United States v. Steven Michael John, No. 15-2178 (10th Cir., February 27, 2017) (Published) (Hartz, Murphy & Holmes): Confrontation and Cross-Examination; Jury Instructions (Lesser-Included): Sex assault convictions are affirmed over claims relating to: 1) denial of cross-examination of victim; jury instructions regarding assessment of the evidence; and 3) refusal to instruct on lesser-included offenses.

United States v. Adrienne Lopez, No. 15-3130 (10th Cir., February 27, 2017) (Published) (Kelly, Hartz & Matheson): Search and Seizure (Traffic Stops): Although the initial stop was valid, there was no reasonable suspicion for continued detention for the officer to obtain a drug dog, thus denial of motion to suppress is reversed. Nice win.

United States v. Miguel Bustamenat-Conchas, No. 15-2025 (10th Cir., March 3, 2017) (Published) (en banc): Allocution: This is a 7-4 en banc opinion clarifying the standards of review in cases where the accused is denied the right of allocution prior to sentencing.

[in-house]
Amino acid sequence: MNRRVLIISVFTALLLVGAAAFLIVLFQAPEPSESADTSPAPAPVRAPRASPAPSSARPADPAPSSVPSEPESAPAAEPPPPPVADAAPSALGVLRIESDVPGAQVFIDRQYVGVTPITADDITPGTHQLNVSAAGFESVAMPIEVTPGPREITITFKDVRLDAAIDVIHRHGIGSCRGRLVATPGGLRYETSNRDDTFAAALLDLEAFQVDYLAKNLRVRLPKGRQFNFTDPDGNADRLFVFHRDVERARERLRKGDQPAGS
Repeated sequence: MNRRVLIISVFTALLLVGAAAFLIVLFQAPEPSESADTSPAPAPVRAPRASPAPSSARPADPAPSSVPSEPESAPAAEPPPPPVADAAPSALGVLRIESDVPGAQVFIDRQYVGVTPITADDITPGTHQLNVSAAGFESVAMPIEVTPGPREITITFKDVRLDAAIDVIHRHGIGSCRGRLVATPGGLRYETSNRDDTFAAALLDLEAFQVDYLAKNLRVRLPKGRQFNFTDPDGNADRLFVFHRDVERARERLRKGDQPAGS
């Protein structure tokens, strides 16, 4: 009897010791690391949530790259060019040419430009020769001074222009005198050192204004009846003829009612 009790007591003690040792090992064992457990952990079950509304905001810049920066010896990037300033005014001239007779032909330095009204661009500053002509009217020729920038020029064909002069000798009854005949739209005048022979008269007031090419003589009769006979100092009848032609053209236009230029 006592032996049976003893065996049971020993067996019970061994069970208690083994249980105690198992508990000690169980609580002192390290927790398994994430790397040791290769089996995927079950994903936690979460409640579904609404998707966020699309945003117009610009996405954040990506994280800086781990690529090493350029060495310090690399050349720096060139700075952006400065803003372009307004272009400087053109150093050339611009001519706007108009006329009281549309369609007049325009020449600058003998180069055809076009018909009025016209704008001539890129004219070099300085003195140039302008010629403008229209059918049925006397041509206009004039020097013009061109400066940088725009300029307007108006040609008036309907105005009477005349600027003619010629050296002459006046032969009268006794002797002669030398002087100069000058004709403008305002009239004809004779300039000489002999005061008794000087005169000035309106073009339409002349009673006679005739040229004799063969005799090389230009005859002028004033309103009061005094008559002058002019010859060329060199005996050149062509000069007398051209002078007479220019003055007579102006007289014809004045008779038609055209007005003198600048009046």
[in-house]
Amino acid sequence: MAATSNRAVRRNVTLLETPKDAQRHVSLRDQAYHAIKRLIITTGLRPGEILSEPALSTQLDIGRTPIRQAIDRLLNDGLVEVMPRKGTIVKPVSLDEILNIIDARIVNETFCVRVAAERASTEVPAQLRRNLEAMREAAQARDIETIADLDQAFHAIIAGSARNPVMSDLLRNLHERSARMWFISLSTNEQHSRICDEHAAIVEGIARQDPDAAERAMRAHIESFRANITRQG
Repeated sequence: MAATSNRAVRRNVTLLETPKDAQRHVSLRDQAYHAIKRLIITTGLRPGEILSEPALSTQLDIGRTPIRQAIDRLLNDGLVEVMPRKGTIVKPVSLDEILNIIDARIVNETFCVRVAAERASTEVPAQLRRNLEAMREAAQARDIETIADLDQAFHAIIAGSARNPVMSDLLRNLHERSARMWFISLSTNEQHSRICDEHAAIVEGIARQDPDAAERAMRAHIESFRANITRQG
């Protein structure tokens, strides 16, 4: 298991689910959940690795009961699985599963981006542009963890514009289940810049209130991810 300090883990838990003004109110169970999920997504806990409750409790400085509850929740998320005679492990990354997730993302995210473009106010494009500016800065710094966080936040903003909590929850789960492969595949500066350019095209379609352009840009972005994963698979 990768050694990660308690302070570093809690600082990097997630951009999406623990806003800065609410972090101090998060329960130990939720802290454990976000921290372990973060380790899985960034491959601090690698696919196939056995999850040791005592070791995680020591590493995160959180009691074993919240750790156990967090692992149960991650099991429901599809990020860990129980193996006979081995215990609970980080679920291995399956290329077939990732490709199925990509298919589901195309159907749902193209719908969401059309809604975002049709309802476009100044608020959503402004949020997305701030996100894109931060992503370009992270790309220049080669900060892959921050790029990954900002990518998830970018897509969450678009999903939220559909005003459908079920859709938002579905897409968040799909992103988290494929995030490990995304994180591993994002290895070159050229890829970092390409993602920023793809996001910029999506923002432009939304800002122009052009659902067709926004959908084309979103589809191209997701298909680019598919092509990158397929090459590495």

“Only Supreme Court justices and schoolchildren are expected to and do take the entire summer off.” –Chief Justice John Roberts (statement made while he served as a lawyer in the Reagan Administration).


No new cases.




United States v. Geremy Atkins, No. 16-5531 (6th Cir., December 13, 2016): Peremptory Challenges: Conviction for felon in possession of a firearm is reversed on a Batson claim.

United States v. Jimmy Jail Abernathy, No. 16-5314 (6th Cir., December 8, 2016): Search and Seizure (Trash Pull): Search warrant insufficient when based upon trash pull evidence of marijuana roaches and T2-laced plastic bags. NOTE: This was a split opinion; also, good faith under Leon did not apply because there was also a Franks violation.